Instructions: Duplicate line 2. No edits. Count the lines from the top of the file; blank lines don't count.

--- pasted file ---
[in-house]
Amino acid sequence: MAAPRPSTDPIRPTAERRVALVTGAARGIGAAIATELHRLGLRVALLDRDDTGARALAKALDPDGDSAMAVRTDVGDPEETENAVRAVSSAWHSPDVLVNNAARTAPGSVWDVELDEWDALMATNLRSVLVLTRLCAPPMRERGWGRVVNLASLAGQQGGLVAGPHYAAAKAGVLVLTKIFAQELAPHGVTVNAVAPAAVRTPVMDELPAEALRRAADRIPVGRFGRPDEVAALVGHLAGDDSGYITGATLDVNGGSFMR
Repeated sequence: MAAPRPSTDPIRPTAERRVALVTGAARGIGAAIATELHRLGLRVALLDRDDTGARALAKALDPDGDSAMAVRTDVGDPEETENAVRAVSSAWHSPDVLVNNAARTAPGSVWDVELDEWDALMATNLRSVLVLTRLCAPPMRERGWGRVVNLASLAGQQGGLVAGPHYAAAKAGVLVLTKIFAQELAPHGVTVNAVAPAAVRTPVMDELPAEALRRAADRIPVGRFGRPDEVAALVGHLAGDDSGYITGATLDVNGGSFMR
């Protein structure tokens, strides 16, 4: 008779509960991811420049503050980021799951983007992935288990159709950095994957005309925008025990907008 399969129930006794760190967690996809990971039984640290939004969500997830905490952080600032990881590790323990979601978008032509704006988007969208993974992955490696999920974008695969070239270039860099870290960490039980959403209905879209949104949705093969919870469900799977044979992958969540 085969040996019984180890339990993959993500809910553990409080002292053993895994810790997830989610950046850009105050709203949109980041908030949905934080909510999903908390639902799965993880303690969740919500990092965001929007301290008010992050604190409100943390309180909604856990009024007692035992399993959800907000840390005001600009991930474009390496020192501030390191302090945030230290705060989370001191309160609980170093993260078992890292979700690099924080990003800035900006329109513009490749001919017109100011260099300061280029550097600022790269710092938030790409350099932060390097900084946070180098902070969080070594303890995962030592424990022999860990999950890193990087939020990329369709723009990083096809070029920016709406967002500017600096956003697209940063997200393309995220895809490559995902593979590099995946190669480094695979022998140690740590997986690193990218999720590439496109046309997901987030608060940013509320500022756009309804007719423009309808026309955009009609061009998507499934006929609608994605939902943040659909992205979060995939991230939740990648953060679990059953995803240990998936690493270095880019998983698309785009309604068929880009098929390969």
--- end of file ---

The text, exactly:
Amino acid sequence: MAAPRPSTDPIRPTAERRVALVTGAARGIGAAIATELHRLGLRVALLDRDDTGARALAKALDPDGDSAMAVRTDVGDPEETENAVRAVSSAWHSPDVLVNNAARTAPGSVWDVELDEWDALMATNLRSVLVLTRLCAPPMRERGWGRVVNLASLAGQQGGLVAGPHYAAAKAGVLVLTKIFAQELAPHGVTVNAVAPAAVRTPVMDELPAEALRRAADRIPVGRFGRPDEVAALVGHLAGDDSGYITGATLDVNGGSFMR